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CCOC Decision Summary

#733-O, Vartan v. Oak Springs Townhouse Association (September 21, 2005) (Panel: Pettey, Negro, Oxendine)

The homeowner (HO) appealed a decision of her homeowner association (HOA) that required her to remove the privacy screening that she installed on her deck.

Prior to the formal hearing on this dispute, the Commission offered to arrange an informal mediation session between the parties.The HO accepted the offer but the HOA refused on the grounds it would be unproductive.

The evidence at the hearing showed that the HO applied for permission to build a new deck with privacy screening, and that the HOA rejected the application because the proposed screening violated the community's architectural rules.Nonetheless, the HO designed a new deck, obtained County permission to construct it according to County building codes, and proceeded to build it without applying for permission from the HOA.As designed and built, the new deck included 6-foot tall privacy screens on each side of the deck.The HO argued that the HOA had permitted privacy screens on other homes and therefore its action against her was unreasonable, and that it had allowed the rule to lapse.

The HOA's evidence was to the effect that the "privacy screens" installed by the HO were actually solid wood walls (board-on-board fencing) and inconsistent with the HOA's rules for decks.Most of the other homes used as examples by the HO were not in fact homes belonging to the community,and in the one home that did belong to the HOA, the privacy screen was different, much smaller, and located on only one part of the deck.The HOA routinely surveys each home in the community for architectural violations and routinely takes action to enforce its rules.

At the close of the hearing the HOA requested $4939 in attorney fees on the grounds that the HO's complaint was frivolous and without justification.

The hearing panel found that the HO violated the rules by constructing her deck without permission, and by installing privacy screens that were prohibited by the HOA rules.It further held that the HO produced no evidence to support her case that the HOA had waived the rule, because the HO could only show that one other home in the community had a privacy screen, and the screen on the deck at that home was markedly different, being much smaller and being a lattice instead of solid wood.Further, even assuming that the other homes cited by the HO were in fact located in the community, none of them was similar to the walls erected by the HO.Therefore, the panel ordered the HO to remove her screens.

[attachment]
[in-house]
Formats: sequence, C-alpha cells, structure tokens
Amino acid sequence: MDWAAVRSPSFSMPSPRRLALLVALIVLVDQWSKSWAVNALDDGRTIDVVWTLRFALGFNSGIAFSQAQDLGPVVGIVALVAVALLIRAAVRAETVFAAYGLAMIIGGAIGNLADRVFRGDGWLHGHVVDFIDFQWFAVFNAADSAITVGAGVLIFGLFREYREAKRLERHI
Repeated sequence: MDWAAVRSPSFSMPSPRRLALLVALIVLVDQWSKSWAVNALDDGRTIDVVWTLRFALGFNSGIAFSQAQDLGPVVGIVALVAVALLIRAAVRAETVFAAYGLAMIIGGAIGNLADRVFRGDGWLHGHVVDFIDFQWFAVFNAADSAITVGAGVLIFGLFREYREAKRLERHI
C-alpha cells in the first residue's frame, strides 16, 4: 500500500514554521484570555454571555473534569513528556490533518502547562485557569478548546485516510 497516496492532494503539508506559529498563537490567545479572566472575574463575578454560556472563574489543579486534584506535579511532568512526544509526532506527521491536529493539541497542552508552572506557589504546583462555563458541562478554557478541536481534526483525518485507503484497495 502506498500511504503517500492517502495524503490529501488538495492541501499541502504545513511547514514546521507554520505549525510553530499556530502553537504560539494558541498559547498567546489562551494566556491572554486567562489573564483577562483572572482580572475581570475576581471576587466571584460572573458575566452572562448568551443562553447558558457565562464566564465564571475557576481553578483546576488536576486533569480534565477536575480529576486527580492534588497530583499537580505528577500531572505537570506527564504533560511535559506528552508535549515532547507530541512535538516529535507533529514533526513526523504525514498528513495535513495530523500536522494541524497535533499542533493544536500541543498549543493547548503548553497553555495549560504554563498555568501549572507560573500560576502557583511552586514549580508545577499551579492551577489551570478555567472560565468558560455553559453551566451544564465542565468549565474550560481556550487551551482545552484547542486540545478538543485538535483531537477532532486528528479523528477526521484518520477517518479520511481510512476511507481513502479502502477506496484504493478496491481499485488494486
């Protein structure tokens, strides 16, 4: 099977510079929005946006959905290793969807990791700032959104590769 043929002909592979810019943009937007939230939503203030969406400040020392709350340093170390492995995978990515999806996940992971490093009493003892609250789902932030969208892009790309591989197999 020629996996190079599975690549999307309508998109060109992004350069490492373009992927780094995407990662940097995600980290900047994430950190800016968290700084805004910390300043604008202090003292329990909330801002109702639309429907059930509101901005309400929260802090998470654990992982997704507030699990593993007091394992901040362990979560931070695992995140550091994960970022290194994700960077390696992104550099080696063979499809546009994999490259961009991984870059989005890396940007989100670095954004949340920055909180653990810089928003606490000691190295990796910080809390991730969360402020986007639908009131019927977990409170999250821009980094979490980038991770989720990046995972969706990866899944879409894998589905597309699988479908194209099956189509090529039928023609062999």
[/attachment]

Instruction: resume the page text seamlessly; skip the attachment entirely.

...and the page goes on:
On the motion for attorney's fees, the panel found that they were justified under Section 10B-13(d) because the complaint was frivolous or not maintained in good faith, the HO having failed to present any substantive evidence in support of her complaint.

However, the panel reduced the fee award on the ground that the HOA had also violated Section 10B-13(d) by unreasonably rejecting the offer of mediation.The panel reasoned that although mediation would probably not have been successful in reaching a compromise, "mediation may have been effective in convincing Complainant that she should not proceed further with the complaint, thereby reducing the attorney's fees . . . .and further, the Panel believes that mediation should be encouraged as a means to resolve disputes and reduce the effects of attorney's fees."As a result, the panel reduced the award of attorney's fees to $1500.

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